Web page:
Of course, there was some foolishness in my actions. I still had 9ks of climbing to go, the trees get sparse on the top half of the climb and the sun was getting vicious. I think it was about 3ks later that my world crumbled. I was out of water, I was wobbling all over the bike and had started to hold onto the brake-hoods instead of the tops of the handlebars because it seemed like I was less likely to fall off in this position.

After ‘botting’ some water off another rider I finally got to the checkpoint at the top, after a newly added section of climb that was the worst thing I have ever had to endure. Stumbling off the bike, I felt dizzy, nauseous and pissed-off all at the same time. After 2 bits of fruit cake, 4 orange quarters, a bidon of cordial, a bidon of water and filling another bidon with water and some electrolyte powder I felt together enough to start the final descent back down the monstrosity.

I must admit, this descent was almost worth the suffering to get to the top (not really but I’m trying to be positive). 18ks of non-stop fun and before long you’re back onto the valley floor and the flat ride back to Bright.

This felt so much harder than 2 years ago. I have never suffered as much on the bike as I did up most of Buffalo. But I felt pretty good at the finish, reasonably coherent and was lifted by my personal cheer squad as well – the girls had just done 130ks themselves but made sure they were around for my finish – top effort and much appreciated.

I ended up doing 8hrs 40mins total, 15mins faster than last time but a hotter day and tougher course up Buffalo – and despite what I was saying for most of the final climb, I am intending to do the classic again next year.

Race Report

IM Australia 2003

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I was asking myself the question – what is harder and more painful, doing an Ironman triathlon or having a hernia operation? The reason I was pondering this is the diagnosis one month before the Ironman that I had a hernia and it had to be fixed, sooner, rather than later.

Photo: An awesome sight, the Forster swim course and swim/bike transition area

But I can’t, I told the surgeon, I’m doing Ironman! He looked at me strangely so I explained what an Ironman triathlon was (A refreshing swim in a saltwater lake with some friends, a pedal around Forster enjoying the scenery of the northern NSW coast, and a run through town where you get to wave to the locals and get free drinks every couple of kilometres). I hoped he would be understanding (he seemed to be when he was examining me – I told him to be gentle, it was my first time). I shouldn’t have worried, he said “no probs, we can book it in just after the race, you shouldn’t do too much further damage”.

Great, the race was back on the agenda (although I had visions of running along with my hands holding in my intestines, while my supporters got annoyed that I wasn’t waving to them) and I had some surgery to look forward to when I’d finished!!

Last year I was driven by the goal of running the whole marathon, something I couldn’t manage in my first attempt in 2000 and had been pretty pissed off about. Having achieved that, I was now facing the prospect of facing what is known as the toughest one-day test of endurance in sport, but without the motivation of previous years’ races. When you think about it though, there is always something to drive you: wanting to go faster than before, not wasting the months of training and preparation, even just enjoying being tested and challenged.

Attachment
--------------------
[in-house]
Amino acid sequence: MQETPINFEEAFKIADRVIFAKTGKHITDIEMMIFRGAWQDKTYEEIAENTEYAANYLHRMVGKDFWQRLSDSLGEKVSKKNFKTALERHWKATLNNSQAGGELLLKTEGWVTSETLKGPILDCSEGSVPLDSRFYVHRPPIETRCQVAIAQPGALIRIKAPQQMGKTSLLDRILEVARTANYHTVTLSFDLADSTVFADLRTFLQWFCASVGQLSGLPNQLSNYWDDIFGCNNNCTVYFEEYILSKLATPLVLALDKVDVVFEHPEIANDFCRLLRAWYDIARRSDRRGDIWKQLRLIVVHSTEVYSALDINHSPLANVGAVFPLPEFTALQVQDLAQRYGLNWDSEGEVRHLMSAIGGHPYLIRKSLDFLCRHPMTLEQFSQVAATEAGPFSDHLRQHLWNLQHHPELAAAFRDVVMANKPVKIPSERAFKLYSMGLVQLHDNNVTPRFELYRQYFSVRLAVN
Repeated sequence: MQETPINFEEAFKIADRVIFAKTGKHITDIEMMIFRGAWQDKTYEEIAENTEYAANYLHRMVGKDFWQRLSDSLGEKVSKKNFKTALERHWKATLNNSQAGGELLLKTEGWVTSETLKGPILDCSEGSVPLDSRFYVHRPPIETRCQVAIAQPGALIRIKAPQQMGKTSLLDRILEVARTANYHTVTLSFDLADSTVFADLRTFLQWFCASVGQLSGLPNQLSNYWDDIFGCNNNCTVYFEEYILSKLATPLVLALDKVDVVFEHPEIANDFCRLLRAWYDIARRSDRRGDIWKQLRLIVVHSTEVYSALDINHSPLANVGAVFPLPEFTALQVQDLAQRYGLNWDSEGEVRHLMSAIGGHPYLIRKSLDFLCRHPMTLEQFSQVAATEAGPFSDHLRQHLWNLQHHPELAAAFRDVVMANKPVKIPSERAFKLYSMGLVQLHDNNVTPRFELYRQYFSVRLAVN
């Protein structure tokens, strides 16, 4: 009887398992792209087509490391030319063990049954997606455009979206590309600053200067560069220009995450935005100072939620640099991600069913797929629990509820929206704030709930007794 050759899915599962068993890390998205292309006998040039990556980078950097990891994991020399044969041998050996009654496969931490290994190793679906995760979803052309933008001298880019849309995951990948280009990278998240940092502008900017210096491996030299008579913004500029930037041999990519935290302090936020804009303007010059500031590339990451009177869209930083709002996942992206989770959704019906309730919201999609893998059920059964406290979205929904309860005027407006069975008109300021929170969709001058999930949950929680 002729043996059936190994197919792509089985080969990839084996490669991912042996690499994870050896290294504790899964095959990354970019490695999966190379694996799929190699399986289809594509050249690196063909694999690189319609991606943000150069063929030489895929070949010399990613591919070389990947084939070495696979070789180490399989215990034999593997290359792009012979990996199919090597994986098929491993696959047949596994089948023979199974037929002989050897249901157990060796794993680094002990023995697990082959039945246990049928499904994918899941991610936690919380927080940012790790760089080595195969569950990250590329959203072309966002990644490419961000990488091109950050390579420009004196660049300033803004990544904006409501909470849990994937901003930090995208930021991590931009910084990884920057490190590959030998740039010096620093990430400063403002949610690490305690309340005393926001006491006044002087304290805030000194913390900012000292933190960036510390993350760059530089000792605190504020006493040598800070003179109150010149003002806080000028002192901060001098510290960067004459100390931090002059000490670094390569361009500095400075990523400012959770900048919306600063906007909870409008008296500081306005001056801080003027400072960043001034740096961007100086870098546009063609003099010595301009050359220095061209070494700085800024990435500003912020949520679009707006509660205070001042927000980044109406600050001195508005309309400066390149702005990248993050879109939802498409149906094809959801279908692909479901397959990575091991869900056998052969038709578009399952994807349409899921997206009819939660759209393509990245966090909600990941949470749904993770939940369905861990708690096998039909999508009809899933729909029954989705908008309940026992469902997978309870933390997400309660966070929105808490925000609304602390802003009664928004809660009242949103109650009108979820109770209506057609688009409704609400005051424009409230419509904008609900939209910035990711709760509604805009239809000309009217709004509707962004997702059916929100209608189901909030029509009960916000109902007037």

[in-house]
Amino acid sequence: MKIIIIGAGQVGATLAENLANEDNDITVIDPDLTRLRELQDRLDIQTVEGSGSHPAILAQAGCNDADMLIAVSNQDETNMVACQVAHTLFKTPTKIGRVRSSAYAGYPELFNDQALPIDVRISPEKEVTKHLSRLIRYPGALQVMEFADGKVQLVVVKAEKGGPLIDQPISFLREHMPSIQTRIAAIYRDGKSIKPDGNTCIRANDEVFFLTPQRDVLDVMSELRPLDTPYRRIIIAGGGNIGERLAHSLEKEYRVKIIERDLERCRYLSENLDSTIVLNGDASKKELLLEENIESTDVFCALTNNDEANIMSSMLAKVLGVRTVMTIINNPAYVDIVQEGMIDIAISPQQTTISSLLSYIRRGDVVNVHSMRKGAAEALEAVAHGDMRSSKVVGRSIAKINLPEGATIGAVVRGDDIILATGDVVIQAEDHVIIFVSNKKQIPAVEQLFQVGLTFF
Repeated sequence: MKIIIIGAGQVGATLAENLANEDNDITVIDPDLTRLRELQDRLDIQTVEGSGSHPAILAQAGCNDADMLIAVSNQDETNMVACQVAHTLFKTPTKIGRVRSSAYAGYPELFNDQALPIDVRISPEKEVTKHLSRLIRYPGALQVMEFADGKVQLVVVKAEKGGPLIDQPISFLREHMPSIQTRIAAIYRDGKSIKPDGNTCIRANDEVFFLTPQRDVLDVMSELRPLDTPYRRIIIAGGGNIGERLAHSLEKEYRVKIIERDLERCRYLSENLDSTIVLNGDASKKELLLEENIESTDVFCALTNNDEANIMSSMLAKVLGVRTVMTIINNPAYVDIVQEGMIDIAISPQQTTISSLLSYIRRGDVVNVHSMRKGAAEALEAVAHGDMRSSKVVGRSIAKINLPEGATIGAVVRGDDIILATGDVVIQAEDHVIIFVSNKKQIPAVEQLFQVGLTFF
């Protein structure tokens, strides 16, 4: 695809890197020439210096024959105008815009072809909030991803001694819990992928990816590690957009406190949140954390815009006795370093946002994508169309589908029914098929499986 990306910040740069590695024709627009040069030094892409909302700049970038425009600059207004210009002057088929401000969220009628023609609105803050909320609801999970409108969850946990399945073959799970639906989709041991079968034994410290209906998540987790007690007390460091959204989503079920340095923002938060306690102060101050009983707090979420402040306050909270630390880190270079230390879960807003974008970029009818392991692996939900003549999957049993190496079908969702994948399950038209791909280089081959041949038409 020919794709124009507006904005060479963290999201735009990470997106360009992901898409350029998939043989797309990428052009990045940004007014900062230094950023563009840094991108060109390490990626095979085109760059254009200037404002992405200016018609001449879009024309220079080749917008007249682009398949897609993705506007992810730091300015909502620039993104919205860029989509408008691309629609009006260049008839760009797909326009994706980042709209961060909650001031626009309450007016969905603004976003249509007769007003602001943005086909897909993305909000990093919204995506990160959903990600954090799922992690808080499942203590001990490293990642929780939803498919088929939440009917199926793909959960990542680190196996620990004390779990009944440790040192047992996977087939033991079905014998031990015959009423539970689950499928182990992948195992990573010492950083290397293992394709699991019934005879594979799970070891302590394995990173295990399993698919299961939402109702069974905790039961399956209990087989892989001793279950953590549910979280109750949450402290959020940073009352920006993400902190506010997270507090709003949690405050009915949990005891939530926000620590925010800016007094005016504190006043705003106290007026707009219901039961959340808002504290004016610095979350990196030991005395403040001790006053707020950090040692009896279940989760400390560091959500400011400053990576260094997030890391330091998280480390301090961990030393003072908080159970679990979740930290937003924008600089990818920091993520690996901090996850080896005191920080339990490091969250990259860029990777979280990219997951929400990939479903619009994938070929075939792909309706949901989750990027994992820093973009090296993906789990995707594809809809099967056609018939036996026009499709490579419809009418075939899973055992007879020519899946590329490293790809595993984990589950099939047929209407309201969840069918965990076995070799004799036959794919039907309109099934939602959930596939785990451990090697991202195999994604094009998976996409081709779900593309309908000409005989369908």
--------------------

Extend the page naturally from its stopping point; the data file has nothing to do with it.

SWIM 3.8k (2 laps of 1.9k)

At 6.15am the gun goes off to start the race and you suddenly realise how great this is, all the preparation and focus to get to the start line and now it is actually happening. A split second later when someone hits you in the head and rips off your goggles you remember that this isn’t all that spiritual an occasion. When 1500 people start a swim together you expect a bit of congestion. When you’ve swum 3kms and the race has been going for 45 minutes you would expect it to get a bit easier as people spread out. Not this time.

I swear that I was in a mass of about 20 triathletes for the whole swim whose main goal was to hit, kick and elbow me at every opportunity while the other 1480 competitors cruised along with plenty of room. Anyway, this day isn’t meant to be easy so might as well begin the toughening up stage early.

End result for the swim – 1 hour 4 minutes 21 seconds, 30 seconds faster than last year.

BIKE 180.2k (2 laps of 90.1k)

It was cold, the sky was grey, the roads were wet, it was windy, it rained off and on the whole way. I loved it!!! One thing that slows me down in a race is heat, humidity and direct sun. It looked like I didn’t need to worry too much today. My strategy was to ride to heart rate the whole bike leg (approx 140bpm). That means I wouldn’t be trying to ride at a certain speed but at a certain heart rate instead and given the windy conditions on the day it meant I didn’t go harder, just slower.

Nearing the half way point, I was ok one minute and suddenly not ok. I felt tired, sore, weak and didn’t want to be there – and this feeling lasted for about 20 km. At the end of the first lap you ride back into town and there are crowds lining the barricades, cheering and yelling and it usually lifts your spirits and makes you feel like a hero . . . usually. This year I felt so bad that I wanted to be on my own instead of the focus of thousands of people’s attention. The funny thing was that as soon as I rode back out of town on the second lap, straight into a headwind, I started to feel good again and was fine for the rest of the ride. It’s amazing the impact of your nutrition and hydration in an Ironman race – if you don’t get it spot on you ride a rollercoaster of highs and lows, probably reflecting the peaks and troughs of your blood sugar levels. The good thing about the race at this stage though was that I finished the 180kms more strongly than I started it – hopefully this was a good omen for the run.

End result of the bike – 5 hours 39 minutes – 6 minutes slower than last year but a windier day.